Stop working out so hard
I get it. No pain, no gain! That is true, to a certain extent. But, the body can only take so much. It doesn't have to be complicated.
Why not? I want to get the best out of every single workout!
That's great, and I commend your motivation. Let's pump the brakes a little bit though. There's a few reasons as to why I suggest this.
The body doesn't build muscle in the gym. It builds it during recovery. When can it recover if you are constantly working out at 100%?
If it's not recovering properly, an injury could be just around the corner. An injury is going to massively reduce your workout intensity, and may even stop you working out altogether, which will have negative effects on your gains.
You can still workout! Just lightly hitting the brakes will give your mind and body the satisfaction of a workout, but not get in the way of your recovery and supercompensation (adaptation to higher intensities than your body could previously cope with).
I'm listening; how do we go about this then?
There are a million and one ways to approach this. However, as I mentioned, we don't have to do anything too complicated here.
Training splits are how you workout over the course of a week. Most gym-goers are aware that they shouldn't work out the same body parts consecutively, at least not for too many days in a row anyway. This is why you often see people training different body parts on different days. My favourite split to give people is an upper/lower split, as you could argue that for the most part, the opposing muscle groups will be getting a rest, as it's easy to distinguish the upper body from the lower body in a workout. There might be a little cross-over, but nothing major. This is a reason why I am not such a fan of the frankenstein split (chest/legs/back/shoulders/arms/core). It's hard to truly rest all the other body parts, and you could argue the shoulders get hit 4 times in that particular example! You also don't get enough volume for the major muscle parts across such a split.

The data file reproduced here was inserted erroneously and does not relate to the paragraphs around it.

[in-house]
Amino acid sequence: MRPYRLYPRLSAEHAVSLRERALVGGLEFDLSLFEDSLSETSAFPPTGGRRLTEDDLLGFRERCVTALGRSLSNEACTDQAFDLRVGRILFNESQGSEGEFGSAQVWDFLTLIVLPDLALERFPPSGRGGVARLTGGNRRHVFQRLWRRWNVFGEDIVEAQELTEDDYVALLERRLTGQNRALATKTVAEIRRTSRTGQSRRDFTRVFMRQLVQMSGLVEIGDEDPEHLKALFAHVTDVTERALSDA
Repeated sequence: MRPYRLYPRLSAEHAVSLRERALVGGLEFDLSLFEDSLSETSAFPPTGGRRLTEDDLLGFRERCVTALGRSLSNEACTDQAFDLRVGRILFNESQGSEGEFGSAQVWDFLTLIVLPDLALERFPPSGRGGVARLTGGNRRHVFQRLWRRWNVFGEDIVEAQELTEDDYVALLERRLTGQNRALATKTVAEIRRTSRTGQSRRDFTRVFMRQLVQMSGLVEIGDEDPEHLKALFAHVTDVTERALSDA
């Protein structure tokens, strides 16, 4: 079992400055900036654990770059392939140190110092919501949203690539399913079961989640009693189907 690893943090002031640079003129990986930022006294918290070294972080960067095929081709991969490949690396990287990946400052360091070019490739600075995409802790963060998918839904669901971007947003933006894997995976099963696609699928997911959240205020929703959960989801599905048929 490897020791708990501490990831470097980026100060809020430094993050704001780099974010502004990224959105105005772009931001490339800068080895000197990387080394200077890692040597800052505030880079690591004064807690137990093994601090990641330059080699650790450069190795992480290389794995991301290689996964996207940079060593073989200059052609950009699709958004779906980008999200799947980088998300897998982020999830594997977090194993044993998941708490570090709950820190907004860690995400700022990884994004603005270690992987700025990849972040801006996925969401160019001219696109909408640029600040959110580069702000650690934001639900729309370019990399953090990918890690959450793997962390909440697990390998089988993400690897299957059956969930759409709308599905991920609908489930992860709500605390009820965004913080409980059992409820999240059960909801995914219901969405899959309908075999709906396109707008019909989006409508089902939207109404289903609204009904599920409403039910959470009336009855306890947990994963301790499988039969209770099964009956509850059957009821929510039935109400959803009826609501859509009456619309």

One week you could go heavy with low reps. The following you could go light with high reps.
However, consider the intensity, you could still work close to failure in both those weeks no matter if the weight is heavy or light. So, perhaps a better example could be using an rate of perceived exertion (RPE) scale to make note of the effort/intensity involved. RPE can be measured in many different ways. I tend to use 2 different methods here.
One of the methods I use is simply numeric from 1 to 10. 10 is maximum effort, 1 is no effort. You could, for example, have a week where most exercises go to the upper third from around 7-10, followed by a week in the middle third around 3-6, whether that is with heavy weights and low reps, or light weights and high reps, is up to you and could be argued that it would be goal dependent.
The other method of RPE I like to use, and probably my favourite of the two, is reps in reserve (RIR). This is where you estimate how many reps after a set you reckon you could manage with pretty decent form. If someone thinks they could complete another 1 or 2, you could argue they are working pretty near their maximum. 2 or 4 would be working hard, but fairly comfortably. 5 or more and that is an easy set right there.
You could alternate days instead of weeks.
You could plan a few weeks. Start with light weight and high reps, with an RPE somewhere in the middle ground, or RIR of around 2-3 reps. Finish the plan off with high weight and low reps, with an RPE closer to 10 and a RIR of around 1-2 reps. A very basic way of mitigating the effects of working out at too high of an intensity for too long.
Too many times are people going in and working too hard for too long. Even if an injury isn't round the corner, you won't be getting much in the ways of gains out of this if you carry it on indefinitely. Programming is certainly advanced, but it doesn't have to be over the top advanced for your average gym-goer. If you have specific goals in mind, or are working out to compete in something, then the complexity of your programme might increase to meet that goal.
Thanks for reading!